The tipping point of the Filipino diaspora
In his iconic book, “The Tipping Point: How Little Things Can Make a Big Difference”, Malcolm Gladwell defines a tipping point as “the moment of critical mass, the threshold, the boiling point.” As the Global Summit of Filipinos in the Diaspora convenes this week at the Philippine International Convention Center in Manila, the question delegates will be asking is: has the Filipino Diaspora reached its tipping point?
While Diaspora is generally used to describe historic mass dispersions of people with common roots, it is also defined as a “transnational community” with a shared identity as a singular ethnic group created by a forced or induced historical emigration from an original homeland.
The “shared identity as a singular ethnic group” is not always true. As Prof. E. San Juan, Jr. noted in his essay, “The Trajectories of the Filipino Diaspora”, “since the homeland has been long colonized by Western powers (Spain, United States) and remains neo-colonized despite formal or nominal independence, the Filipino identification is not with a fully defined nation but with regions, localities, and communities of languages and traditions.”
But regardless of how individual Filipinos may view their self-identity (Ilocanos, Visayans), they are united by how they are collectively viewed and treated by the people in the host countries they live in.
In his book, “Imagining the Filipino American Diaspora: Transnational Relations, Identities, and Communities”,” Prof. Jonathan Y. Okamura from the University of Hawaii views the global Filipino Diaspora as an imagined community where Filipinos, wherever they may be in the world, “are aware of one another’s presence and of the bonds of culture, national identity, custom and tradition that they share”.
The Information Age has also made domicile in particular land area boundaries obsolete. As former Chief Justice Artemio Panganiban noted, “Interactive news websites, cable TV programs, social networks like Facebook and Twitter, cell phones, Skype, Magic Jack, e-mails, teleconferencing and other electronic wonders no longer require actual physical presence to acquire thorough knowledge of Philippine political life.”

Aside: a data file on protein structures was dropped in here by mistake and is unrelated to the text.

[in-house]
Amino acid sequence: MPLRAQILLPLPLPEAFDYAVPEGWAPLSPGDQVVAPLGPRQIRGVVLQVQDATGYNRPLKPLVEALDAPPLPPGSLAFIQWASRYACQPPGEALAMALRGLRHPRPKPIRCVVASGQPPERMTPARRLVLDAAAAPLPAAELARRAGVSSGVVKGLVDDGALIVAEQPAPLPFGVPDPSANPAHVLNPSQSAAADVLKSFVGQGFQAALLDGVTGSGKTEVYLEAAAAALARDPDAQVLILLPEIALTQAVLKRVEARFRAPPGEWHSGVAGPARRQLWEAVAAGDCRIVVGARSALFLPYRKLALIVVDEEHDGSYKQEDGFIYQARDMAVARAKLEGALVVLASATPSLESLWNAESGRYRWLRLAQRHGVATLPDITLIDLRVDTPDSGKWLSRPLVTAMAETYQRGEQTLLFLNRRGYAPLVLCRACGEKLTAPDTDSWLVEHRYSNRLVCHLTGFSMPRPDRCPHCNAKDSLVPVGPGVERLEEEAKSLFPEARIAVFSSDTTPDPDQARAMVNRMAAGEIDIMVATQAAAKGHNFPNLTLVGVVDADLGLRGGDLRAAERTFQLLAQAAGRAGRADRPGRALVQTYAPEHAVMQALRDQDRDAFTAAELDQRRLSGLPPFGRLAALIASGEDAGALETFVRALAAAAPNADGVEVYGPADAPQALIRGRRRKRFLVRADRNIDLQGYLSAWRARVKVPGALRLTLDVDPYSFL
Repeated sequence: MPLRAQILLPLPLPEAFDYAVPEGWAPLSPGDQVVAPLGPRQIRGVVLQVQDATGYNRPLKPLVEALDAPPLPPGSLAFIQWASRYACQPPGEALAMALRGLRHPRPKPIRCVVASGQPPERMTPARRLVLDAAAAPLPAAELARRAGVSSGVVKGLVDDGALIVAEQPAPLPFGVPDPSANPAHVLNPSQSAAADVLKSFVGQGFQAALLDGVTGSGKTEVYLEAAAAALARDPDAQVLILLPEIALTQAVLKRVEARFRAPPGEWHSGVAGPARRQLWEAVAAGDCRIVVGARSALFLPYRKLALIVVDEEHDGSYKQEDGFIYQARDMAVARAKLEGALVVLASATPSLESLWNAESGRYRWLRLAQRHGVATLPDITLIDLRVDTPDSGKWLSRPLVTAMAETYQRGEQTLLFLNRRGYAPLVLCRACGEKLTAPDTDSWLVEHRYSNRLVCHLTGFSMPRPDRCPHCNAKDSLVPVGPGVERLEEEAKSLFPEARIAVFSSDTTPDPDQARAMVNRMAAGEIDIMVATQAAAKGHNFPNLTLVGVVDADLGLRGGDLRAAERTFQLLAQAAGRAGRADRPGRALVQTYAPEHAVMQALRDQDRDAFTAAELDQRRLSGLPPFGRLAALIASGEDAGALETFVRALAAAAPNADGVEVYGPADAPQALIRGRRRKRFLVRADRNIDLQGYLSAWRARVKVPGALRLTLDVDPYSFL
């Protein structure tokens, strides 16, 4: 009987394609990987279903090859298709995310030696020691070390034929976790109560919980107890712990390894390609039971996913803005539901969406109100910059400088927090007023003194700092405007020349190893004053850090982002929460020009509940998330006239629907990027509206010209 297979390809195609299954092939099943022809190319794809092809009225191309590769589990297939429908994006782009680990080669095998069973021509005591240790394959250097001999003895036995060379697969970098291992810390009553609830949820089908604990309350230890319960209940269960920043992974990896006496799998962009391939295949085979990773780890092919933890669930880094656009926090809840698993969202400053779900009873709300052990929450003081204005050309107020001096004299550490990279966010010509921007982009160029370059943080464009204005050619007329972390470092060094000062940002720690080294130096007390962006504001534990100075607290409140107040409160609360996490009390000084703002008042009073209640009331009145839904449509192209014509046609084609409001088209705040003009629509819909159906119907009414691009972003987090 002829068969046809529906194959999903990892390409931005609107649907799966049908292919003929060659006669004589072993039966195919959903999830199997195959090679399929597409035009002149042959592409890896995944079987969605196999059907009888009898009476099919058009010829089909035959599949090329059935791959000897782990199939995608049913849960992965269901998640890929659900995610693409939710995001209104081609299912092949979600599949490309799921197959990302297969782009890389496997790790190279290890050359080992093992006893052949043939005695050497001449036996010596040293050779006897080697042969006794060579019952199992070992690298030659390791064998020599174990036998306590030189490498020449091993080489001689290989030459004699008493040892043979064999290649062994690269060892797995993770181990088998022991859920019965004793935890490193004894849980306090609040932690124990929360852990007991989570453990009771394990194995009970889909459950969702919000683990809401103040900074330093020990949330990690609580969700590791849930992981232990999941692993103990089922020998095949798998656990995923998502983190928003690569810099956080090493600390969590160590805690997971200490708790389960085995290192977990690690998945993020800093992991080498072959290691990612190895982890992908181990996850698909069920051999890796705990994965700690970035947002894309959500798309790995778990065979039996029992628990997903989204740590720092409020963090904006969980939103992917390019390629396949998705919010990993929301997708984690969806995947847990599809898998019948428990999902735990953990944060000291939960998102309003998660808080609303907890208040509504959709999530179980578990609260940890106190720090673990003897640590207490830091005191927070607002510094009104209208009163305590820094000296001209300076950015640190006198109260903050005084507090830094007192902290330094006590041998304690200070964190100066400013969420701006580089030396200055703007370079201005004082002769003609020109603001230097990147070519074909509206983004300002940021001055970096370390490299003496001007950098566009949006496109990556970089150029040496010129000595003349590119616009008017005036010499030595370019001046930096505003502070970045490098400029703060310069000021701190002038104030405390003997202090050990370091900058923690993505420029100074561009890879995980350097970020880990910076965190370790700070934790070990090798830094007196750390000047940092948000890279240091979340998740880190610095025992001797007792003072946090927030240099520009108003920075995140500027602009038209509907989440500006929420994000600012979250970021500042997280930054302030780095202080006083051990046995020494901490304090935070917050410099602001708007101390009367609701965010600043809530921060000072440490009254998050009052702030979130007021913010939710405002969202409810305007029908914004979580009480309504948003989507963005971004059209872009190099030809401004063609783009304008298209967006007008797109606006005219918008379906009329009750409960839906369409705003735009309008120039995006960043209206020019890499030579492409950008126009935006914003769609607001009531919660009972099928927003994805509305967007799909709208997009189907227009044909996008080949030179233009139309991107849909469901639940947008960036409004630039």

Unlike African Americans, Chinese Americans, Japanese Americans and other “ethnic and racial minorities” in the US, Prof. Okamura contends that the Filipino Diaspora community maintains such “strong sentimental and material links” to the Philippines that it has more in common with Cuban Americans, Vietnamese Americans, Jewish Americans, Armenian Americans” — all strongly connected to the politics and policies of their homeland — than it has with its Asian American counterparts.
But the Filipino American community cannot be pigeonholed into either being a “racial/ethnic minority” or a “diaspora community” as Okamura suggests. The active involvement of Filipino farm workers in the American labor movement of the 1930s and their leading role in the formation of the United Farmworkers Union point to a consciousness as a “racial /ethnic minority” while our involvement in overthrowing the Marcos dictatorship reflects our “diaspora community” character.
Sorbonne French Prof. David Camroux recognized the hybrid nature of this dynamic in his essay, “The Philippine State and the Filipino Diaspora”, where he examined the “sense of varied and diverse rootedness that the diasporic communities experience.” Prof. Camroux asked: “Does a dual citizenship Filipino-American, for example, feel a sense of dual loyalties and allegiances, a kind of dual nationalism, concomitant with his/her dual citizenship?”
Camroux introduced the concept of binary nationalism to better understand the Filipino Diaspora. “It is a double mirrored identity in which a sense of one identity is contingent on a sense of the other, leading to dual – and indeed multiple – senses of non-exclusive loyalties”.